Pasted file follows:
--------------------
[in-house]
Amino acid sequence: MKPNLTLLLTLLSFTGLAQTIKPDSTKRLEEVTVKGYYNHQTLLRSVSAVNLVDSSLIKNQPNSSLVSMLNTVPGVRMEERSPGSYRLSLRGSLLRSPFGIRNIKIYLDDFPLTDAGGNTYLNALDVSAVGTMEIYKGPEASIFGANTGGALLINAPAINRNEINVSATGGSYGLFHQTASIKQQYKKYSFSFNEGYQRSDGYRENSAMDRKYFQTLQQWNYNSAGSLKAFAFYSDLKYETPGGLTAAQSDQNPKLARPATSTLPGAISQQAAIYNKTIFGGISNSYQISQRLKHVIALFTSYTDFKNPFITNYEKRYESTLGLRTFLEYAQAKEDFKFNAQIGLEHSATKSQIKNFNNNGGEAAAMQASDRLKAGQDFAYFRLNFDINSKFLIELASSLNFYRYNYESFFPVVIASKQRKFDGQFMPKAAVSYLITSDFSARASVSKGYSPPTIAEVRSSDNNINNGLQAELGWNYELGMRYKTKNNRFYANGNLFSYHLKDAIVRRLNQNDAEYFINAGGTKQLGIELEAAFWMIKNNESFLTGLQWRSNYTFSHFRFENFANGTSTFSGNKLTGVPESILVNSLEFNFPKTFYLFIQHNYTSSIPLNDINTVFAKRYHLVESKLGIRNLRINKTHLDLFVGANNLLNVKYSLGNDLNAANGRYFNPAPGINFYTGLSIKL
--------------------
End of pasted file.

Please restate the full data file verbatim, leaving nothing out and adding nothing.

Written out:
[in-house]
Amino acid sequence: MKPNLTLLLTLLSFTGLAQTIKPDSTKRLEEVTVKGYYNHQTLLRSVSAVNLVDSSLIKNQPNSSLVSMLNTVPGVRMEERSPGSYRLSLRGSLLRSPFGIRNIKIYLDDFPLTDAGGNTYLNALDVSAVGTMEIYKGPEASIFGANTGGALLINAPAINRNEINVSATGGSYGLFHQTASIKQQYKKYSFSFNEGYQRSDGYRENSAMDRKYFQTLQQWNYNSAGSLKAFAFYSDLKYETPGGLTAAQSDQNPKLARPATSTLPGAISQQAAIYNKTIFGGISNSYQISQRLKHVIALFTSYTDFKNPFITNYEKRYESTLGLRTFLEYAQAKEDFKFNAQIGLEHSATKSQIKNFNNNGGEAAAMQASDRLKAGQDFAYFRLNFDINSKFLIELASSLNFYRYNYESFFPVVIASKQRKFDGQFMPKAAVSYLITSDFSARASVSKGYSPPTIAEVRSSDNNINNGLQAELGWNYELGMRYKTKNNRFYANGNLFSYHLKDAIVRRLNQNDAEYFINAGGTKQLGIELEAAFWMIKNNESFLTGLQWRSNYTFSHFRFENFANGTSTFSGNKLTGVPESILVNSLEFNFPKTFYLFIQHNYTSSIPLNDINTVFAKRYHLVESKLGIRNLRINKTHLDLFVGANNLLNVKYSLGNDLNAANGRYFNPAPGINFYTGLSIKL